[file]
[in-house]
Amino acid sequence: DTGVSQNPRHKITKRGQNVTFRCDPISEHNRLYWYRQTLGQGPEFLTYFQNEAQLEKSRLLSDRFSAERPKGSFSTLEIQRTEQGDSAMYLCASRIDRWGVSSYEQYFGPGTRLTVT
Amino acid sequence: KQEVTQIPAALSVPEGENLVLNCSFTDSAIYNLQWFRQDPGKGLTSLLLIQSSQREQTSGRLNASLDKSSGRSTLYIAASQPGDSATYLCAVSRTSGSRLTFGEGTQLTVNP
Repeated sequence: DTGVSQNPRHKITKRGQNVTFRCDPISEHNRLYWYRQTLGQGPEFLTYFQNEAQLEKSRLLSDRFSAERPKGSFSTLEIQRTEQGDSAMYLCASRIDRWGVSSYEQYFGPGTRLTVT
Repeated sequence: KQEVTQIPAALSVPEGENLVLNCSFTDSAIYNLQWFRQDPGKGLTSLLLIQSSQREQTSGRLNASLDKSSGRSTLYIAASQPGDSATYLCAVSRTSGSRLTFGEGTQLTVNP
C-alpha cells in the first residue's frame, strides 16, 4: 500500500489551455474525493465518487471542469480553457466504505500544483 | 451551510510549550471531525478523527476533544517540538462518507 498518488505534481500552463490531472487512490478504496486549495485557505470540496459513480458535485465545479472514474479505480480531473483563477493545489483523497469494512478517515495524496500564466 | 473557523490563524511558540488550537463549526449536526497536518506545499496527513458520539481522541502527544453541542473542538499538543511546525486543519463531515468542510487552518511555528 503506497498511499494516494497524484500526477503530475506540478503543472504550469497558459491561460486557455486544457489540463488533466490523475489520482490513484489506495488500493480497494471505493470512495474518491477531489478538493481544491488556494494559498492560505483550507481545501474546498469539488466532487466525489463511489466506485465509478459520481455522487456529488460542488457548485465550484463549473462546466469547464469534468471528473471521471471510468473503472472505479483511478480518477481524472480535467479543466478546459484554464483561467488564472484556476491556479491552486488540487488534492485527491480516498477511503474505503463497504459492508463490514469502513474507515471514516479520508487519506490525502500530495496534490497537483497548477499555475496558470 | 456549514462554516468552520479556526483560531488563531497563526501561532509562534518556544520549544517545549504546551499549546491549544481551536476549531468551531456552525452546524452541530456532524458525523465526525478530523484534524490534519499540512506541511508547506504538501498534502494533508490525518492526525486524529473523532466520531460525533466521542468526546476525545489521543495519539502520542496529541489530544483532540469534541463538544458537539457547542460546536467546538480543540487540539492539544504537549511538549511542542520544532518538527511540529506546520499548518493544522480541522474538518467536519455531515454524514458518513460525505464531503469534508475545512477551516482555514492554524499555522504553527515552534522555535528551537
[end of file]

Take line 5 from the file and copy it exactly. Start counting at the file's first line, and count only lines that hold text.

Repeated sequence: KQEVTQIPAALSVPEGENLVLNCSFTDSAIYNLQWFRQDPGKGLTSLLLIQSSQREQTSGRLNASLDKSSGRSTLYIAASQPGDSATYLCAVSRTSGSRLTFGEGTQLTVNP